THE RPNA: SOME AREAS OF AGREEMENT AND CONCERN
I have benefited in various ways from publications, etc. associated with the RPNA, and I agree with much of what it stands for, but I also have some areas of question and concern. Here is an outline of some areas of agreement and concern.
Some areas of agreement
· Full subscription to the original Westminster Standards
· Descending obligation of the Solemn League and Covenant
· Their doctrine regarding ‘occasional communion’, which frowns upon joining in communion with schismatic church bodies
· The historic Christian position regarding artificial birth control
Some areas of question and concern
Was the RPNA really justified in forming a new
denomination when there already was a church, the Free Presbyterian Church of
Scotland (FPCS), fully subscribed to the original Westminster Standards,
upholding the Solemn League and Covenant, and reasonably upholding these
standards? Is this multiplying
denominations? And is it good to forfeit
a body with developed presbyterian church courts for one without such, when what is gained from
it is questionable? (see http://www.puritans.net/news/historicaloriginsfpcs011008.pdf
for rough sketch of the historical origins of the Free Presbyterian Church of
While it is certainly correct that the current
civil governments of
· Given such passages as I Corinthians 11 and Isaiah 47:2-3, is it really justified in opposing female headcovering in the public worship?
· Given such passages as I Timothy 2:8-10 and Exodus 33:5-6, is it really justified in permitting tattoos, make-up, ornamental jewelry, etc.? Does this not contradict the plainness and modesty of attire we are to strive for?
Is it right to permit movie and stage-play entertainment,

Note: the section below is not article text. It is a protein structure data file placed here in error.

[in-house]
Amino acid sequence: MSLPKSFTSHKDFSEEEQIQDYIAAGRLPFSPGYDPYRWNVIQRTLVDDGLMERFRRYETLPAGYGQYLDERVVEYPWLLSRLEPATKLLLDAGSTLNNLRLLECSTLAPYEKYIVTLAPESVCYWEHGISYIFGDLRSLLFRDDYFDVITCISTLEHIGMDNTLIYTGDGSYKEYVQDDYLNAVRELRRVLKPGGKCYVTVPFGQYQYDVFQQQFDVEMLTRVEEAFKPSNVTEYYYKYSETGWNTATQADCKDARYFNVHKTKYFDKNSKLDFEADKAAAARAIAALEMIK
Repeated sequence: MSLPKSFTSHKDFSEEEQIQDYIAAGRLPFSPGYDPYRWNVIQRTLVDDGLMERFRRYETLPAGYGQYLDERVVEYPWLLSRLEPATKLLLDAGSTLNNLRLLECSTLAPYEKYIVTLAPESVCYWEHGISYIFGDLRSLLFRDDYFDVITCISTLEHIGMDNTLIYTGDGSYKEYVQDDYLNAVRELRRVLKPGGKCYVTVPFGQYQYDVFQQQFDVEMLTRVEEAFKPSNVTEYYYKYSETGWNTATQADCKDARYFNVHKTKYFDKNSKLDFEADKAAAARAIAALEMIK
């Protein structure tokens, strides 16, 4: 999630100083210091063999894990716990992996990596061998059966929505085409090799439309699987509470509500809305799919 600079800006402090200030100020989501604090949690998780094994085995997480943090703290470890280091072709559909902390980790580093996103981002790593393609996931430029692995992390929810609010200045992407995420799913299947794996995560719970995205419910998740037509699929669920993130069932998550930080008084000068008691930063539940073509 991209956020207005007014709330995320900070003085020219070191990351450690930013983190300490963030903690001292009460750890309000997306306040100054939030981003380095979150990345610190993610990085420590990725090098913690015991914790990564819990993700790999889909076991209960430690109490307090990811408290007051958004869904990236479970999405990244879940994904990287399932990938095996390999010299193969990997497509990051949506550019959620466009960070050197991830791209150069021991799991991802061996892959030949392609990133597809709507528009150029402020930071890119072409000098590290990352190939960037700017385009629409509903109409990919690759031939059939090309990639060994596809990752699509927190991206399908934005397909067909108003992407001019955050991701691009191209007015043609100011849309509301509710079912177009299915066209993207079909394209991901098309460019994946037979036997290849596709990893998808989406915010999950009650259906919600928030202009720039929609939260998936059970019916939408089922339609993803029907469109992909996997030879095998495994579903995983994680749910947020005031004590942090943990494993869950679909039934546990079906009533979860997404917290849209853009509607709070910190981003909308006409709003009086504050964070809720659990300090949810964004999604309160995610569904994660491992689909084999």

when stage-acting is uniformly treated in a pejorative manner in scripture
(generally translated ‘hypocrite’, but more literally translated
‘stage-actor’)? Does not this form of
entertainment erode the moral fiber of a people, which is why it was
historically banned in reformed nations like
· Is it right to separate from a church body on the grounds that it does not explicitly refer to a covenant with descending obligation, even though the church body is upholding the moral substance of the covenant? Is it necessary, for example, for a church explicitly to mention the Nehemiahic covenant in its terms of communion?
· Is its opposition to the FPCS’s stance on distinction of attire (by requiring women normally to wear dresses) justified?
· Does its position regarding ‘occasional hearing’ really make sense? Is it right to promote the books and tapes of various theologians and ministers, but in a blanket policy forbid hearing them teach in person? Does merely hearing someone teach and preach in person really imply one is prepared to unify with them in ecclesiastical communion?